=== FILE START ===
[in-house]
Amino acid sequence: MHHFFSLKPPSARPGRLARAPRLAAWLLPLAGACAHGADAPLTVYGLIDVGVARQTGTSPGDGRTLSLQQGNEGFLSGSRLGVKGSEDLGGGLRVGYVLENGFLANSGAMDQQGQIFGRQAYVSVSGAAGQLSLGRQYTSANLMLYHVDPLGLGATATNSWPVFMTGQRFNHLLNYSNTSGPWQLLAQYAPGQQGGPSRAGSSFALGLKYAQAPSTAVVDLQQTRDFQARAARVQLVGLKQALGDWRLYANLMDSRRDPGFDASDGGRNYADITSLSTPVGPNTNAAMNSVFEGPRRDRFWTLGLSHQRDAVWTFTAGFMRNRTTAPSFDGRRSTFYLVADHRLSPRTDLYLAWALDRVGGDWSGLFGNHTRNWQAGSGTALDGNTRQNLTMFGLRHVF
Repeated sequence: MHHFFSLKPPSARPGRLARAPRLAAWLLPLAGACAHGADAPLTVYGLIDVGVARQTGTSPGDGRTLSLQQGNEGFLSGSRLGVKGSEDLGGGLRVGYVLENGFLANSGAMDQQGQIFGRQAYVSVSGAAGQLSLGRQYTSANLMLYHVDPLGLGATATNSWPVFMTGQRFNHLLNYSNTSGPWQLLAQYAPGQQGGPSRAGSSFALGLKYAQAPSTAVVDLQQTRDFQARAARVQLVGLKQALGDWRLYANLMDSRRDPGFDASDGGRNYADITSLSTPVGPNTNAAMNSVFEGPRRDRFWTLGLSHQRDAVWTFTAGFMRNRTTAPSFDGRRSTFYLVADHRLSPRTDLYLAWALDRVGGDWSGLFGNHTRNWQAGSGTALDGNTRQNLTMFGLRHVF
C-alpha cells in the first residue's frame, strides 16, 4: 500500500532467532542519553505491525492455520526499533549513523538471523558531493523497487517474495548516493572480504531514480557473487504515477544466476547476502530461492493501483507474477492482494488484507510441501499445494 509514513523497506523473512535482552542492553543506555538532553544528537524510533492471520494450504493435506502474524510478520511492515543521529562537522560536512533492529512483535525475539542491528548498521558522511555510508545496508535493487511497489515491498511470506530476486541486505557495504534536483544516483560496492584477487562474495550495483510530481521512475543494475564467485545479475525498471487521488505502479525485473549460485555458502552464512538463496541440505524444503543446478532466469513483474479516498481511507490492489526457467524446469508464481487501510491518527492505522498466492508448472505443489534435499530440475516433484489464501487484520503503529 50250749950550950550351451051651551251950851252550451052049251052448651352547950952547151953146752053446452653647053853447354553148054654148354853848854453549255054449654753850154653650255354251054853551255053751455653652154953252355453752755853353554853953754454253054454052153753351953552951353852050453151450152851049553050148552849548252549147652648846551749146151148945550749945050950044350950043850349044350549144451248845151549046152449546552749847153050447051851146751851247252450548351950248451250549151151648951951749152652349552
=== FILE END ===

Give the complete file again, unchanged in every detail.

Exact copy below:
[in-house]
Amino acid sequence: MHHFFSLKPPSARPGRLARAPRLAAWLLPLAGACAHGADAPLTVYGLIDVGVARQTGTSPGDGRTLSLQQGNEGFLSGSRLGVKGSEDLGGGLRVGYVLENGFLANSGAMDQQGQIFGRQAYVSVSGAAGQLSLGRQYTSANLMLYHVDPLGLGATATNSWPVFMTGQRFNHLLNYSNTSGPWQLLAQYAPGQQGGPSRAGSSFALGLKYAQAPSTAVVDLQQTRDFQARAARVQLVGLKQALGDWRLYANLMDSRRDPGFDASDGGRNYADITSLSTPVGPNTNAAMNSVFEGPRRDRFWTLGLSHQRDAVWTFTAGFMRNRTTAPSFDGRRSTFYLVADHRLSPRTDLYLAWALDRVGGDWSGLFGNHTRNWQAGSGTALDGNTRQNLTMFGLRHVF
Repeated sequence: MHHFFSLKPPSARPGRLARAPRLAAWLLPLAGACAHGADAPLTVYGLIDVGVARQTGTSPGDGRTLSLQQGNEGFLSGSRLGVKGSEDLGGGLRVGYVLENGFLANSGAMDQQGQIFGRQAYVSVSGAAGQLSLGRQYTSANLMLYHVDPLGLGATATNSWPVFMTGQRFNHLLNYSNTSGPWQLLAQYAPGQQGGPSRAGSSFALGLKYAQAPSTAVVDLQQTRDFQARAARVQLVGLKQALGDWRLYANLMDSRRDPGFDASDGGRNYADITSLSTPVGPNTNAAMNSVFEGPRRDRFWTLGLSHQRDAVWTFTAGFMRNRTTAPSFDGRRSTFYLVADHRLSPRTDLYLAWALDRVGGDWSGLFGNHTRNWQAGSGTALDGNTRQNLTMFGLRHVF
C-alpha cells in the first residue's frame, strides 16, 4: 500500500532467532542519553505491525492455520526499533549513523538471523558531493523497487517474495548516493572480504531514480557473487504515477544466476547476502530461492493501483507474477492482494488484507510441501499445494 509514513523497506523473512535482552542492553543506555538532553544528537524510533492471520494450504493435506502474524510478520511492515543521529562537522560536512533492529512483535525475539542491528548498521558522511555510508545496508535493487511497489515491498511470506530476486541486505557495504534536483544516483560496492584477487562474495550495483510530481521512475543494475564467485545479475525498471487521488505502479525485473549460485555458502552464512538463496541440505524444503543446478532466469513483474479516498481511507490492489526457467524446469508464481487501510491518527492505522498466492508448472505443489534435499530440475516433484489464501487484520503503529 50250749950550950550351451051651551251950851252550451052049251052448651352547950952547151953146752053446452653647053853447354553148054654148354853848854453549255054449654753850154653650255354251054853551255053751455653652154953252355453752755853353554853953754454253054454052153753351953552951353852050453151450152851049553050148552849548252549147652648846551749146151148945550749945050950044350950043850349044350549144451248845151549046152449546552749847153050447051851146751851247252450548351950248451250549151151648951951749152652349552